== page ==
The only suggestion I have is live with the new version progression, stop being concerned with it and live with what the developers are doing. Either that or move to gentoo and compile you own!

Re:Not an issue (4, Interesting)

zephvark (1812804) | more than 2 years ago | (#39236163)

The advantages to sticking with an older version are, you already know it works, and your add-ons work with it. You also know that the good gentleman at Firefox haven't decided to rearrange the interface again for no apparent reason. Finally, of course, the new versions don't actually seem to have any interesting new features.

I updated from 3.5 to the latest version, recently, because of some problem where the browser would just stall out for 3-4 seconds, becoming completely unresponsive. The update does seem to have fixed that problem. Otherwise, I haven't really noticed any significant difference, which is really just fine with me.

Re:Not an issue (1)

kwalker (1383) | more than 2 years ago | (#39236167)

One man's treasure is another man's trash. I've had the opposite experience. I HATE Chrome's updates. They've caused nothing but problems when it pushes out a major version update that silently breaks existing websites for no apparent reason (Chrome 15 to 16), or bloats up to 1GB of RAM within eight hours of launch (16 to 17). And I can't go back because their previous builds no longer show in their repositories.

Re:Not an issue (1)

Aranykai (1053846) | more than 2 years ago | (#39236241)

Holy shit!? 1GB or ram? /sarcasm

Sir, web browsers are not just web browsers anymore. The average web page has so much multimedia content and scripting, its quite impressive that, after running for 8 hours or more, it maintains only 1GB footprint.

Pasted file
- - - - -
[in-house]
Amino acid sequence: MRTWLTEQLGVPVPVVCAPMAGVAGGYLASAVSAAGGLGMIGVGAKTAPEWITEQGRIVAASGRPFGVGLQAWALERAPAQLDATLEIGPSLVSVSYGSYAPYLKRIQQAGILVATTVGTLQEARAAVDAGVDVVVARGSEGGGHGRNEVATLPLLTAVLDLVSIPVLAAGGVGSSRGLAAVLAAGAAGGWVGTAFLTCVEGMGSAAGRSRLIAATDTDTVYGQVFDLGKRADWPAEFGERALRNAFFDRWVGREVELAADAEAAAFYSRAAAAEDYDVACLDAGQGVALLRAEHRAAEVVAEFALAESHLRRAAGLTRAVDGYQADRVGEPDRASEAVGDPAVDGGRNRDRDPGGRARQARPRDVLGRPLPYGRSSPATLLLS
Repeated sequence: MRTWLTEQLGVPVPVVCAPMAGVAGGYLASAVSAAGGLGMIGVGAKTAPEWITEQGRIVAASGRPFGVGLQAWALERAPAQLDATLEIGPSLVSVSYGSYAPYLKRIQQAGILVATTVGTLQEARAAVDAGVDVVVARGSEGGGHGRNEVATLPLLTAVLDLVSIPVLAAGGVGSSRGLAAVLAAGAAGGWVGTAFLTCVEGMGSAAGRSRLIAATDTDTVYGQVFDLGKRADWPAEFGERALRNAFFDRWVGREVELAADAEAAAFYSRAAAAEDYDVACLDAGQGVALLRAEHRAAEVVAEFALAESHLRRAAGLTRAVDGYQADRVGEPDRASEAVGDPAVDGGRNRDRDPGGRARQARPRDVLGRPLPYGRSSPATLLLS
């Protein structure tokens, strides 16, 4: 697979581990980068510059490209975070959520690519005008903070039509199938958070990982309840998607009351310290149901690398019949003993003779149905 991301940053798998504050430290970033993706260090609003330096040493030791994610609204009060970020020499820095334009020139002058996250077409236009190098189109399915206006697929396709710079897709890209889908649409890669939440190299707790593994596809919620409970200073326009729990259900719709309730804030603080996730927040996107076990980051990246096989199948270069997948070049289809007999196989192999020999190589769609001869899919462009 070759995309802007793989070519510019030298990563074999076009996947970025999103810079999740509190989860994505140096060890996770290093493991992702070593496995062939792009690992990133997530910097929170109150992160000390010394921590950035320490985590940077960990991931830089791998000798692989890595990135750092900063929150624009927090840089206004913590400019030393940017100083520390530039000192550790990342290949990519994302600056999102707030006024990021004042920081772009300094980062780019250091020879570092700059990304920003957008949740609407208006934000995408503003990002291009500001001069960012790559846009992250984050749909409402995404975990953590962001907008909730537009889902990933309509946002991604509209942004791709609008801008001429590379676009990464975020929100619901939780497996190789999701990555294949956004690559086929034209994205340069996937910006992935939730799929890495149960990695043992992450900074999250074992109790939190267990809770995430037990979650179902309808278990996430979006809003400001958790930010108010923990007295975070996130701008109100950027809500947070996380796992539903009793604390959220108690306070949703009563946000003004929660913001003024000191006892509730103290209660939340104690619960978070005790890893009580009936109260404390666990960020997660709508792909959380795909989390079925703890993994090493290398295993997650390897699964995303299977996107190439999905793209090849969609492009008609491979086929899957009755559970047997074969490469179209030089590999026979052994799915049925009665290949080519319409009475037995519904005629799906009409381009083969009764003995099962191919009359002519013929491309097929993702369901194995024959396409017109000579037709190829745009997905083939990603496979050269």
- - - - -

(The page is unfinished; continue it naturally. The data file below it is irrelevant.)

Also, you can buy 2 GB of ram for less than a tank of gas.

Re:Not an issue (1)

Ken_g6 (775014) | more than 2 years ago | (#39236275)

I tried this. However, being a Luddite, I prefer to hang on to my old, unsupported version of Ubuntu (9.04, Jaunty Jackalope). Chrome now says that my operating system is not supported anymore, and refuses to auto-update.

Re:Not an issue (1)

Darinbob (1142669) | more than 2 years ago | (#39236279)

It's old. But it's not necessarily outdated and not necessarily a worse version. If it's idiotic to not upgrade I'll respond by saying it's idiotic to always upgrade just because you can. I actually had to undo the 9.0 release because performance was noticeably worse than 8. Maybe 9.1 fixed it but I don't care. No reason to upgrade. I had considered just going all the way back to 3.6 but it's about the hassle of downgrading versus the hassle of getting rid of the "please upgrade" box all the time.

Get over it already (4, Insightful)

rudy_wayne (414635) | more than 2 years ago | (#39235991)

3.6.x has been known for generally being more stable

Firefox 9 is perfectly fine. No problems.

and using less RAM

Who gives a shit if it uses a little bit more memory. I just bought 16GB of RAM for $75. It isn't 1991 anymore.

I don't like the bullshit upgrade schedule where they make a few minor improvements and call it a major new release. That's why I'll probably stay with 9 for a while. But there is no reason to stay with 3.6.

Re:Get over it already (0)

Anonymous Coward | more than 2 years ago | (#39236115)

Keep up. FF9 has exploits. You have to be either on FF3.6.27 or FF10.0.2 to have the latest patch to address exploits.

Re:Get over it already (3, Interesting)

El_Oscuro (1022477) | more than 2 years ago | (#39236145)

The bullshit upgrade cycle is what is literally driving me away from Firefox. I have run Firefox since before it was called Firefox (it was called "Firebird" in the 0.7 days), but am now starting to switch to Chrome. It seems like every time I start Firefox, I have to go through several screens of verifying my addins, etc. Now, when Firefox "upgraded" to 10, my most important web application crashed it. Chrome runs it just fine. I love Firefox, but this upgrade bullshit is killing it.